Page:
We discussed these cycle lanes which are in the ‘door zone’. It was noted by two of the participants that most of the cars are residents and that there’s not so much risk of being doored as in a shopping street (but nobody should ride within a metre of a parked car). They also stated that the marked lanes kept drivers away from the cars, making room for cyclists
There is no evidence for this, actually quite the contrary unless the lanes are >1.8m wide.. And if you cycle in the outside of the lane to avoid doors (as you should) then cars will be nearer to you than if there were no lanes due to the ‘my space/your space’ effect.
and also when the road is very busy the lanes provide a way of getting forward, for example to the ASL. I agree – but these are called ASL feeder lanes and should extend past the queue limit with no kerb-side parking allowed.
Some of us feel safer riding on the outside, but others felt that the lanes tended to encourage inexperienced cyclists.
..to cycle in a dangerous and inappropriate road position
The arguments shown in italic were made by others reading this report.
There was a definite call for a 20 mph limit in Malden Road.
See note at end of this report.
There is a good east-west route along Islip Street and Holmes Road, across Talacre Road into Marsden Street and on to Queens Crescent. For the section between Holmes Road and Talacre Road, Athlone Street is always rather busy, but people don’t know about Wilkin Street even though it has a cycle gap at the mid point closure; it might be worthwhile signing a cycle route along Wilkin Street. See the location on Street View
The section of Inkerman road between Grafton Road and Willes Road is one-way westbound; we suggest that there should be an exception for cyclists. Lightweight treatment is suitable as usage is low and we wouldn’t be able to move the tree. See the location on Street View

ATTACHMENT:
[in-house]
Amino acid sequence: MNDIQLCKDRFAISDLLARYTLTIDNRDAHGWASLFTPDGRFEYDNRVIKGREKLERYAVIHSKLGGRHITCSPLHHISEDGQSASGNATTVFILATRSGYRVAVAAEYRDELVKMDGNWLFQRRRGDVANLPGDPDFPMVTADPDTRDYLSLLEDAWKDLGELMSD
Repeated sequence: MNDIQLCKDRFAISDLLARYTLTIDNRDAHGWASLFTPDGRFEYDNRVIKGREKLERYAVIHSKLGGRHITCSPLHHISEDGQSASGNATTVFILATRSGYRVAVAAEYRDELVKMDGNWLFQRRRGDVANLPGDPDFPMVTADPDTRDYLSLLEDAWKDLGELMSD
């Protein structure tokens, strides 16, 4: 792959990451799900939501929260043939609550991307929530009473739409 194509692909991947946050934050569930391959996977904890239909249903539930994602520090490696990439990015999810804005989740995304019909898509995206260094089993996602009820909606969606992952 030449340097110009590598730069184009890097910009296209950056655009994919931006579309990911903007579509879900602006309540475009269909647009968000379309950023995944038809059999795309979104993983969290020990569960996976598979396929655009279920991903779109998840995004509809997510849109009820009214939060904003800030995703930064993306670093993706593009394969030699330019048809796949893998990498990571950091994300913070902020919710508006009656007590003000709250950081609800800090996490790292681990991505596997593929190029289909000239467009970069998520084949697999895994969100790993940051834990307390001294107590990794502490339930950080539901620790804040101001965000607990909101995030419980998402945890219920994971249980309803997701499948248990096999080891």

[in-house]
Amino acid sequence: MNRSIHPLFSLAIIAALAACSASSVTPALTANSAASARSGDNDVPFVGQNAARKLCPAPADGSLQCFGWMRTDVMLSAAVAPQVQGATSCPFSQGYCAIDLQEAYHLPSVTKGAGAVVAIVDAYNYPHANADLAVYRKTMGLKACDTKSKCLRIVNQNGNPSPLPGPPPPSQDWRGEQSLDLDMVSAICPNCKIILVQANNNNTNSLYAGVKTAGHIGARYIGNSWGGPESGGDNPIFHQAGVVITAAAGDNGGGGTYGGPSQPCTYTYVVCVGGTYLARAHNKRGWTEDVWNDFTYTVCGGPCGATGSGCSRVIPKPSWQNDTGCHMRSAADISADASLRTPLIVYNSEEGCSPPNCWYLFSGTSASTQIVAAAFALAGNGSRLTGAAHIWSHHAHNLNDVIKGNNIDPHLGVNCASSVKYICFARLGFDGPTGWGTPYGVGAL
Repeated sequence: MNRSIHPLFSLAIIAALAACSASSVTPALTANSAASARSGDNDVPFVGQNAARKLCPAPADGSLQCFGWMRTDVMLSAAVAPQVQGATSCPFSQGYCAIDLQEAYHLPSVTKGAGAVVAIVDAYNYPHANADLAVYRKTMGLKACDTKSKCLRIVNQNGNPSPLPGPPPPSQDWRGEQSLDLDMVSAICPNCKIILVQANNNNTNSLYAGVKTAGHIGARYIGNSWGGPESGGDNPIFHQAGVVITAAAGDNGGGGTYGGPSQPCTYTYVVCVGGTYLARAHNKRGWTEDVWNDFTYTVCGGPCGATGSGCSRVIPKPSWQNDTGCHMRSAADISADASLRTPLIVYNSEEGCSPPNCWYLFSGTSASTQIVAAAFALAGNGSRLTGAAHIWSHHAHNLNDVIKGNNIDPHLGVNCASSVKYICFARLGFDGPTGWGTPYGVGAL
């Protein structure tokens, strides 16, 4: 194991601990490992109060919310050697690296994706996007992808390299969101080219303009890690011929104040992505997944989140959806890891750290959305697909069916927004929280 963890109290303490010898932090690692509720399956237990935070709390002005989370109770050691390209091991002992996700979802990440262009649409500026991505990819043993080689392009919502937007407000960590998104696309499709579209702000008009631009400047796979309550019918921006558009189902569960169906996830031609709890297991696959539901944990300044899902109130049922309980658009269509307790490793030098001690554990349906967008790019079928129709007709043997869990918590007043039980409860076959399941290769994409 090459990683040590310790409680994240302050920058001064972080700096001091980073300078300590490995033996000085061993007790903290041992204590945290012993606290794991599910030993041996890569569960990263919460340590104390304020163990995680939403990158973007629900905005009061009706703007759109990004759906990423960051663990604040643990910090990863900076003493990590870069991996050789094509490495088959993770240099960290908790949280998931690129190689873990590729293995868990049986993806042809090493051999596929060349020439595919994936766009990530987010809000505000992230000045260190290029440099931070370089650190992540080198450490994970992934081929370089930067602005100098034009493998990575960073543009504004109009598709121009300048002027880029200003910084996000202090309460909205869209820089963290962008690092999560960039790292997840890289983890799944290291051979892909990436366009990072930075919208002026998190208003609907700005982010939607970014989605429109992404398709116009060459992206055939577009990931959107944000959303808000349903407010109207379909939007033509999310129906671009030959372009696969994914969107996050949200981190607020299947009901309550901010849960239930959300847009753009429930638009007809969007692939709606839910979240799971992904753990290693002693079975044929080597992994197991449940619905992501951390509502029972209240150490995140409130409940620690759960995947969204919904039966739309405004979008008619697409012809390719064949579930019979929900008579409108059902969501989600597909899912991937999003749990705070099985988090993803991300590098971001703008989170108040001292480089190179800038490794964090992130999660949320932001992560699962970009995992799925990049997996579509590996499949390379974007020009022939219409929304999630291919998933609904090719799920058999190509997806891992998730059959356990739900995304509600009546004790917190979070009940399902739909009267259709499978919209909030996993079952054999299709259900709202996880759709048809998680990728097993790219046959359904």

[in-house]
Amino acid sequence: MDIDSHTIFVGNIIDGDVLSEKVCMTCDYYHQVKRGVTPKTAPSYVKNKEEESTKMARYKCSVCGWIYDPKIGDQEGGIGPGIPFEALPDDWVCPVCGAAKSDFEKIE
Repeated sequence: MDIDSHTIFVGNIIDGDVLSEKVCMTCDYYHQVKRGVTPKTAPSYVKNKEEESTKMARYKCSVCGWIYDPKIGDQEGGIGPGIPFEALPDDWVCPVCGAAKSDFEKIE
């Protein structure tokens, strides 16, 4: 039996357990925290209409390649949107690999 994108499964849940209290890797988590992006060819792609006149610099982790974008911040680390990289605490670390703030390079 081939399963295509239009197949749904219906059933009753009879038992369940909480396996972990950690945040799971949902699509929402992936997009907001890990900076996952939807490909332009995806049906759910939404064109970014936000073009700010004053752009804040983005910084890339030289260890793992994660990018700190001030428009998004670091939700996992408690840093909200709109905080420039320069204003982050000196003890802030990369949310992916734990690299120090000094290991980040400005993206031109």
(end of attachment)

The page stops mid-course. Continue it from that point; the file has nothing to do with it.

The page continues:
Arctic Road – Regis Road connection
People campaigned for this link for many years and it was open for a few months in 2009. Then Asphaltic, the adjacent business had it closed and because LB Camden has no jurisdiction over Regis Road, it has been unable to reopen it. Many people in Kentish Town have campaigned to have it reopened. It would be very beneficial to postmen as well as local pedestrians and cyclists wanting to get to the High Street.
Alice pointed out that as the Kentish Town Neighbourhood Forum are already interested, we should encourage them to take action. See the location on Street View
The cobbles in the gutter are a hazard to cyclists: they are uneven and due to the narrowness of the road, cyclists are often forced to ride over them. There is also a desire to find another route through to Regis Road if ever a development takes place; we lost an opportunity when the student hostel was built on the bend. There is also concern about the excessive number of crossovers on the footway and of some footway parking which takes pedestrian space.
Kentish Town Road
The general road surface is very poor and the irregular surrounds to drain covers are a particular hazard. Cyclists often need to make detours round them rather than taking the best road position. This particular one is close to the junction with Islip Street.
Islip Street at Kentish Town Road
The segregated contraflow cycle lane is very much appreciated, but it is not navigable by a bike with a trailer or a long bike such as a tandem. A minor change to make the angle more gentle would be beneficial.